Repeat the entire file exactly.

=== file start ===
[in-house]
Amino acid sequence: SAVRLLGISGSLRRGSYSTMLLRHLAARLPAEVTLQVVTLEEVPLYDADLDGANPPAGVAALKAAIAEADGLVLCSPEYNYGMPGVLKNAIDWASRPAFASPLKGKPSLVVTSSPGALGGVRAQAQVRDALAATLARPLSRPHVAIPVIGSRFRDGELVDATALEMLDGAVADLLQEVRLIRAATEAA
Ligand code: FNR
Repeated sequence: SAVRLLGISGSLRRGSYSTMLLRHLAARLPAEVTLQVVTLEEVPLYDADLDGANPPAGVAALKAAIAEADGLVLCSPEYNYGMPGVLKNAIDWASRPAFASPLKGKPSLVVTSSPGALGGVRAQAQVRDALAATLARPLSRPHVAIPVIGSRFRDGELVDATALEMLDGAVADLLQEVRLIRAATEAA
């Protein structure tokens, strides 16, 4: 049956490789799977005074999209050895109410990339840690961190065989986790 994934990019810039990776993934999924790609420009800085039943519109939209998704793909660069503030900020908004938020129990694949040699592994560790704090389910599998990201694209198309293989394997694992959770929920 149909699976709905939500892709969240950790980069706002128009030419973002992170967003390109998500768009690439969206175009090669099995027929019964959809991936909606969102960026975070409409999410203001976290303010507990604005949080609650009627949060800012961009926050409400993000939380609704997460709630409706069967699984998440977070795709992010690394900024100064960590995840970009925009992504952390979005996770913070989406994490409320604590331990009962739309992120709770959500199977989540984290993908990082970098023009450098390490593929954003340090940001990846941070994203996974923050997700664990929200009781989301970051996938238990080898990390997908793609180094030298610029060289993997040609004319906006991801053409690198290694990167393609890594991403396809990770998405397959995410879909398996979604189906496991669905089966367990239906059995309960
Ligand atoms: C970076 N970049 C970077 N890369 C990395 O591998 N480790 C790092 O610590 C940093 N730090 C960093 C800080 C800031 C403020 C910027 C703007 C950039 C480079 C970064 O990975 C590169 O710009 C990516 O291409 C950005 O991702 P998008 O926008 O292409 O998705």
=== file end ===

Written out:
[in-house]
Amino acid sequence: SAVRLLGISGSLRRGSYSTMLLRHLAARLPAEVTLQVVTLEEVPLYDADLDGANPPAGVAALKAAIAEADGLVLCSPEYNYGMPGVLKNAIDWASRPAFASPLKGKPSLVVTSSPGALGGVRAQAQVRDALAATLARPLSRPHVAIPVIGSRFRDGELVDATALEMLDGAVADLLQEVRLIRAATEAA
Ligand code: FNR
Repeated sequence: SAVRLLGISGSLRRGSYSTMLLRHLAARLPAEVTLQVVTLEEVPLYDADLDGANPPAGVAALKAAIAEADGLVLCSPEYNYGMPGVLKNAIDWASRPAFASPLKGKPSLVVTSSPGALGGVRAQAQVRDALAATLARPLSRPHVAIPVIGSRFRDGELVDATALEMLDGAVADLLQEVRLIRAATEAA
């Protein structure tokens, strides 16, 4: 049956490789799977005074999209050895109410990339840690961190065989986790 994934990019810039990776993934999924790609420009800085039943519109939209998704793909660069503030900020908004938020129990694949040699592994560790704090389910599998990201694209198309293989394997694992959770929920 149909699976709905939500892709969240950790980069706002128009030419973002992170967003390109998500768009690439969206175009090669099995027929019964959809991936909606969102960026975070409409999410203001976290303010507990604005949080609650009627949060800012961009926050409400993000939380609704997460709630409706069967699984998440977070795709992010690394900024100064960590995840970009925009992504952390979005996770913070989406994490409320604590331990009962739309992120709770959500199977989540984290993908990082970098023009450098390490593929954003340090940001990846941070994203996974923050997700664990929200009781989301970051996938238990080898990390997908793609180094030298610029060289993997040609004319906006991801053409690198290694990167393609890594991403396809990770998405397959995410879909398996979604189906496991669905089966367990239906059995309960
Ligand atoms: C970076 N970049 C970077 N890369 C990395 O591998 N480790 C790092 O610590 C940093 N730090 C960093 C800080 C800031 C403020 C910027 C703007 C950039 C480079 C970064 O990975 C590169 O710009 C990516 O291409 C950005 O991702 P998008 O926008 O292409 O998705």